Matthias Schoettle

PhD Student & Software Developer

AirDrop on macOS working unreliably

AirDrop is quite convenient to send files to a colleague or another device without having to send an email or uploading it somewhere. At some point (I forgot with which exact OSX version), AirDrop was updated and required Bluetooth. Since then, it often occurs that the device I want to share a file with does not appear. However, there is this option to “Search for older Macs”. In the past, I’ve only used it to send files to a Mac running an older OSX version.

However, as it turns out, even for newer macOS versions, if this is done on both devices, it works much better and the device appears almost immediately.

iOS: How to fix/change Voicemail number

Recently, a friends voice mail “button” did not work anymore. Upon calling the voice mail, an audio error message appeared saying that the voice mail is not available or cannot be reached (something like that).

Unfortunately, Apple does not want you to just change the associated voice mail phone number that is called when tapping on “Voicemail”.

Fortunately, there is a shortcut:

  1. Go to the phone’s keypad
  2. Dial *#5005*86# and “call it”
  3. A phone number will appear, which is the one currently associated with the voice mail.  Write this down just in case.
  4. Now, call *5005*86*<insertPhoneNumber># and replace the placeholder with your phone number, starting with the country code (1 in this case for North America). For example, 14381234567.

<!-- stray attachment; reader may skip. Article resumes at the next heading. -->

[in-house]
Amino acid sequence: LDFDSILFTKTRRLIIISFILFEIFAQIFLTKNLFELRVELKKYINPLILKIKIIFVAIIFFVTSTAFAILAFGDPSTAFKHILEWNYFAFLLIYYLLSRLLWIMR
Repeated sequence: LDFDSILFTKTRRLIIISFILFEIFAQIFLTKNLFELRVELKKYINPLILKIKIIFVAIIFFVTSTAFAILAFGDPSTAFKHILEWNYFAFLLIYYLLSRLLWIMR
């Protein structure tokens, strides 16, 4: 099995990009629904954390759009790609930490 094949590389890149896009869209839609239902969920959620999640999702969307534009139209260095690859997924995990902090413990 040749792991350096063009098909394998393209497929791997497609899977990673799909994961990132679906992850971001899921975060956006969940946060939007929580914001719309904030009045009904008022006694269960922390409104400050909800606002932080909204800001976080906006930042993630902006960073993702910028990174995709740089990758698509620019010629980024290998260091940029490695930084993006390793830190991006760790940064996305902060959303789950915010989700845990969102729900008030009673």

5. The voice mail button should now work.

This approach worked on the TELUS network (using Koodo). If it doesn’t work for you, revert the phone number to the one written down in step 3 and contact your provider.

Source: planken.org

Firefox close tab button on hover

There are probably extensions that allow to do that, however, this is not necessary as I will show in this post. Maybe you’ve seen the functionality in Safari or just wondered why the close button for tabs in Firefox can’t just always be there. In Safari, the close button appears when hovering over the tab itself.

The following modification adds this functionality to Firefox. You need to create a file called userChrome.css with the following content:

.tabbrowser-tab:not([selected]):not([pinned]) .tab-close-button {
        visibility: hidden !important;
        margin-left: -16px !important;
}

.tabbrowser-tab:not([selected]):not([pinned]):hover .tab-close-button {
        visibility: visible !important; 
        margin-left: 0px !important;
        display: -moz-box !important;
}

Place this file into the chrome folder inside your profile’s directory. Follow the directions from Mozilla to find out where to find the profile’s directory location.

Update 1: It just tried this again myself due to a fresh installation and you also need to change the browser.tabs.tabClipWidth preference from it’s default value (140) to 99.

Update 2 (August 2017): As pointed out by Veto in the comments below, this functionality is broken since version 55.0.3. The above CSS has been updated to stay compatible with the new Firefox UI.

Update 3 (December 2017): As pointed out in the comments, pinned tabs were affected too. Thanks to Mike for the solution on how this can be avoided. The above CSS has been adjusted.

Then just restart Firefox and you are done.

Original Source: Post on Neowin Forums

Thunderbird Extension: Hide Badge Icon

About two years ago (a few months after switching to Mac OSX) I noticed that the badge on the Thunderbird app icon, which notifies about new and how many emails were received, is quite distracting for me when I work. As soon as it pops up I would notice it and felt an urge to immediately check what the new email is about. Then of course, the current focus and concentration is lost.